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Assessment

Start with Big Concepts; Follow with the Facts

A new assessment measures not what kids know but how well they learn.
March 18, 2008
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John Bransford

Researchers at Seattle's University of Washington are creating a new kind of assessment that would turn our age-old ideas about learning on their head.

Contrary to popular belief, says project leader John Bransford, learning basic facts is not a prerequisite for creative thinking and problem solving -- it's the other way around. Once you grasp the big concepts around a subject, good thinking will lead you to the important facts. So, along with colleagues at the university's Learning in Informal and Formal Environments (LIFE) Center, a laboratory sponsored by the National Science Foundation, Bransford is building assessments of what he calls "preparation for future learning."

"What we want to assess is how well prepared people are to learn new things in a nonsequestered environment where they have access to technology tools and social networks," says Bransford. Compared to typical standardized tests, for which seeking new information would be considered cheating, he says this model is "way more motivating, much more interesting for students, and much more valid in terms of what people really need to do when they get out of school."

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Credit: Courtesy of John Bransford
Virtual Evaluation: These avatars represent a virtual couple for whom students will provide genetic counseling in Bransford's Preparation for Future Learning assessment. Test-takers will deal with a series of increasingly difficult cases that allow dynamic assessments along the way.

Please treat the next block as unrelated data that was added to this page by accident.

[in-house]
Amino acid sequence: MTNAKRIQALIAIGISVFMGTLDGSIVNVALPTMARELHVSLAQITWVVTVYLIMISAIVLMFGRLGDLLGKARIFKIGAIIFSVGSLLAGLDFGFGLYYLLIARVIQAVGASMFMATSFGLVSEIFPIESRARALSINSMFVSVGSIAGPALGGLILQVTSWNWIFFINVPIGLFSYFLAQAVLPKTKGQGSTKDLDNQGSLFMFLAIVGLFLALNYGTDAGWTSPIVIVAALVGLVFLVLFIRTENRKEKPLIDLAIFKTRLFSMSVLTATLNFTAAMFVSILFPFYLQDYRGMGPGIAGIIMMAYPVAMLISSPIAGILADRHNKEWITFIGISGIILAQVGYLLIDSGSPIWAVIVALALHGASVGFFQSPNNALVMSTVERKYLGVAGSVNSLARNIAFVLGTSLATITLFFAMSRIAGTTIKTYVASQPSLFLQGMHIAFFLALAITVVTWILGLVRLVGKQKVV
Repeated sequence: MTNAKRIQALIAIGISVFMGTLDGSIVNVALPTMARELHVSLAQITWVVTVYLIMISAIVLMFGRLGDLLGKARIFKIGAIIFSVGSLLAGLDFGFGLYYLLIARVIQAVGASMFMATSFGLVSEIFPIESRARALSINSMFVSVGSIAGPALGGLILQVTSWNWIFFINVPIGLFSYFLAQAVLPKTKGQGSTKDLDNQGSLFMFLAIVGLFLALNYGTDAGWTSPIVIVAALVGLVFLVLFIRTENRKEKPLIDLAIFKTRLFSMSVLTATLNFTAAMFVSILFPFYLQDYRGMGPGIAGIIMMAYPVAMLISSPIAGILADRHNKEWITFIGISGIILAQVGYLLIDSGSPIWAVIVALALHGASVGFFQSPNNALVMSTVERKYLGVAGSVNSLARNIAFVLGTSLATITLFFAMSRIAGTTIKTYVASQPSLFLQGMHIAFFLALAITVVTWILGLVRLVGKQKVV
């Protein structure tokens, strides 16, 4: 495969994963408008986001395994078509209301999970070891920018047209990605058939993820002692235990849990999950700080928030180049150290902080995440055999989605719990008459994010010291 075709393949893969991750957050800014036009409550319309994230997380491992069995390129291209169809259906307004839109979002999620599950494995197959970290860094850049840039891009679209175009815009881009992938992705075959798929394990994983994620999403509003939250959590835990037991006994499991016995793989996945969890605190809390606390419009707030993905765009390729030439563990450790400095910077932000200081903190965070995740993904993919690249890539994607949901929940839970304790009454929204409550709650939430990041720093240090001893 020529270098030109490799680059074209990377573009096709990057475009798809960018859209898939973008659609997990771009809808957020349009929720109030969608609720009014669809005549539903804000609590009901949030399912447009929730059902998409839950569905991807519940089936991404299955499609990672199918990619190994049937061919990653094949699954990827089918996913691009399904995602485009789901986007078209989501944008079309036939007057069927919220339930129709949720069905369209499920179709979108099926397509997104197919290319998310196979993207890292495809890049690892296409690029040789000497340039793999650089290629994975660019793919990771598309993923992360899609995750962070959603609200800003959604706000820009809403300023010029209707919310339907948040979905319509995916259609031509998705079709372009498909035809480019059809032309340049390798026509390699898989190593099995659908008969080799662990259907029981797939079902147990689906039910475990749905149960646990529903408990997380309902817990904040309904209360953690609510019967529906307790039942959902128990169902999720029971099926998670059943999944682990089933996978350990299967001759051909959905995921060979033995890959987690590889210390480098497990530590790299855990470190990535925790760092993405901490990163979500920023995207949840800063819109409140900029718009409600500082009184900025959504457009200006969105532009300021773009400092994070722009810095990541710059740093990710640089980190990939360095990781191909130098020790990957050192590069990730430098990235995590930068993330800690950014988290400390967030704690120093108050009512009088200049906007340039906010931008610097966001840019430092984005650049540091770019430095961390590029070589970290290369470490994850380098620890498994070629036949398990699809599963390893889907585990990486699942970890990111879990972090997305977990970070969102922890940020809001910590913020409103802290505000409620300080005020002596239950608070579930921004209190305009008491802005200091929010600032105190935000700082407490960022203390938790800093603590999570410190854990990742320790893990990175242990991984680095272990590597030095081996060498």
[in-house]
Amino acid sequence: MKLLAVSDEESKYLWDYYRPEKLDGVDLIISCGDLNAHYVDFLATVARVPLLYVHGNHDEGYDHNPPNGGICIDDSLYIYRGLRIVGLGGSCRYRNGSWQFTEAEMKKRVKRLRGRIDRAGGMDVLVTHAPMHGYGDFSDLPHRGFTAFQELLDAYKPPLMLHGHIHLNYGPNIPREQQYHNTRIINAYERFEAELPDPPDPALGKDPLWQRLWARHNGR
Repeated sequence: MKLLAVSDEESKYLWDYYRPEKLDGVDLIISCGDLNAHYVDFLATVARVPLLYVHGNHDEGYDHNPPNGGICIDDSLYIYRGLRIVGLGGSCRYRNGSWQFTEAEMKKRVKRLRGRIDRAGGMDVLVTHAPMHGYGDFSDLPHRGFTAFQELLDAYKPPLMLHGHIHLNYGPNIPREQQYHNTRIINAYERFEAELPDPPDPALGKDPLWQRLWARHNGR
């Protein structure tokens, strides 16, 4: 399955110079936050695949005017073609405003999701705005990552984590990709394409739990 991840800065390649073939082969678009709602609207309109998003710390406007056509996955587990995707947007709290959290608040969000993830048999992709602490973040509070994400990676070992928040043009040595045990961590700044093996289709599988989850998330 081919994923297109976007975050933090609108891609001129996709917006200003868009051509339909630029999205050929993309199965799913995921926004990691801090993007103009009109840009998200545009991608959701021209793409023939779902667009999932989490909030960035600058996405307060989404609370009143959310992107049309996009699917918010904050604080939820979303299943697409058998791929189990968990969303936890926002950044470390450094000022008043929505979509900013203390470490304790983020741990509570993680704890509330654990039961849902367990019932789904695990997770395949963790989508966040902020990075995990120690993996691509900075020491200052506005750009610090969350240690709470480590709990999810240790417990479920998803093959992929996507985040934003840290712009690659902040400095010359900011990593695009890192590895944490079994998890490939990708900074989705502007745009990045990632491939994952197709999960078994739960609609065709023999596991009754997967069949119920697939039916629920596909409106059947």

In the computer-based tests, students are presented with complex problems that might have more than one good solution. One test challenges students to assume the role of animal-endangerment expert, fielding questions from fictitious clients around the world about how to protect local species. Another makes them virtual genetic counselors, dispensing advice to couples about potential risks to their children. They need enough conceptual knowledge to decide what kinds of questions to ask, then they search the Web for information and create whatever charts or diagrams will help them meet the challenge. Scoring is done with rubrics.

Fully realized, this kind of assessment would be linked with curriculum. Rather than moving along a metaphorical conveyor belt from one lesson to the next, Bransford says, students would spend time developing expertise in a subject. Through repeated challenges,they'd build up strategies and resources over time, just as a worker would on the job.

The researchers are trying out the test now with students in North Carolina and Washington State; they aim to have a prototype science test ready by the end of this school year.

Grace Rubenstein is a senior producer at Edutopia.

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